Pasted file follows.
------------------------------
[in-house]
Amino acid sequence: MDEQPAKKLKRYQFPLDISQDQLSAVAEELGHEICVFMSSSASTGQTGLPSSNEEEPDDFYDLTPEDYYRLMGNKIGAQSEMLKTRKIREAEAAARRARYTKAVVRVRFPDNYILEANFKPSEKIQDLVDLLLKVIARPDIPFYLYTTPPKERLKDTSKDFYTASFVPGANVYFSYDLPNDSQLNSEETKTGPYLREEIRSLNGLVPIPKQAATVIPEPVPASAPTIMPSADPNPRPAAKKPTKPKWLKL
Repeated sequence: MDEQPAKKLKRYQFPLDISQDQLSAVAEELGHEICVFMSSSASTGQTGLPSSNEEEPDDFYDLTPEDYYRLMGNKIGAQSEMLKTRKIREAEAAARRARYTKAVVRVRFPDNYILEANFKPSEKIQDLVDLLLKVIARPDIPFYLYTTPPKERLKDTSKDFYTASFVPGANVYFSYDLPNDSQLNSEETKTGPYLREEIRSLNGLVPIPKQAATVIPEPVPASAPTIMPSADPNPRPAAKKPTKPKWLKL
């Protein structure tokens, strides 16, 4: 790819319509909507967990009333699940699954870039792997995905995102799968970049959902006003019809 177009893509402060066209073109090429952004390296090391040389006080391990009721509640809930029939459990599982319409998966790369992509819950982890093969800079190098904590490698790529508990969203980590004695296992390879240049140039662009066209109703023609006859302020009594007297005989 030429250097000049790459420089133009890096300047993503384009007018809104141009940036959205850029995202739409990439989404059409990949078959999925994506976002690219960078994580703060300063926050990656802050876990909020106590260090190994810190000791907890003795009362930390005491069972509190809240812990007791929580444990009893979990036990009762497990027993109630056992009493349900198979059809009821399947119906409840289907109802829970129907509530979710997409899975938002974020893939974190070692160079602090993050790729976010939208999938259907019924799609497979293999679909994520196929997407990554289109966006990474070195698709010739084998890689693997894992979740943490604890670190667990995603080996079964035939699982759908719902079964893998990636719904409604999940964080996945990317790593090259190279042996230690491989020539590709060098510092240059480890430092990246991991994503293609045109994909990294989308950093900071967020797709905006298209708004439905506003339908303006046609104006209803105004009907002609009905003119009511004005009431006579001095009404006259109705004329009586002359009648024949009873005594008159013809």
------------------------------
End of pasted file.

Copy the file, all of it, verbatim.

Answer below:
[in-house]
Amino acid sequence: MDEQPAKKLKRYQFPLDISQDQLSAVAEELGHEICVFMSSSASTGQTGLPSSNEEEPDDFYDLTPEDYYRLMGNKIGAQSEMLKTRKIREAEAAARRARYTKAVVRVRFPDNYILEANFKPSEKIQDLVDLLLKVIARPDIPFYLYTTPPKERLKDTSKDFYTASFVPGANVYFSYDLPNDSQLNSEETKTGPYLREEIRSLNGLVPIPKQAATVIPEPVPASAPTIMPSADPNPRPAAKKPTKPKWLKL
Repeated sequence: MDEQPAKKLKRYQFPLDISQDQLSAVAEELGHEICVFMSSSASTGQTGLPSSNEEEPDDFYDLTPEDYYRLMGNKIGAQSEMLKTRKIREAEAAARRARYTKAVVRVRFPDNYILEANFKPSEKIQDLVDLLLKVIARPDIPFYLYTTPPKERLKDTSKDFYTASFVPGANVYFSYDLPNDSQLNSEETKTGPYLREEIRSLNGLVPIPKQAATVIPEPVPASAPTIMPSADPNPRPAAKKPTKPKWLKL
């Protein structure tokens, strides 16, 4: 790819319509909507967990009333699940699954870039792997995905995102799968970049959902006003019809 177009893509402060066209073109090429952004390296090391040389006080391990009721509640809930029939459990599982319409998966790369992509819950982890093969800079190098904590490698790529508990969203980590004695296992390879240049140039662009066209109703023609006859302020009594007297005989 030429250097000049790459420089133009890096300047993503384009007018809104141009940036959205850029995202739409990439989404059409990949078959999925994506976002690219960078994580703060300063926050990656802050876990909020106590260090190994810190000791907890003795009362930390005491069972509190809240812990007791929580444990009893979990036990009762497990027993109630056992009493349900198979059809009821399947119906409840289907109802829970129907509530979710997409899975938002974020893939974190070692160079602090993050790729976010939208999938259907019924799609497979293999679909994520196929997407990554289109966006990474070195698709010739084998890689693997894992979740943490604890670190667990995603080996079964035939699982759908719902079964893998990636719904409604999940964080996945990317790593090259190279042996230690491989020539590709060098510092240059480890430092990246991991994503293609045109994909990294989308950093900071967020797709905006298209708004439905506003339908303006046609104006209803105004009907002609009905003119009511004005009431006579001095009404006259109705004329009586002359009648024949009873005594008159013809």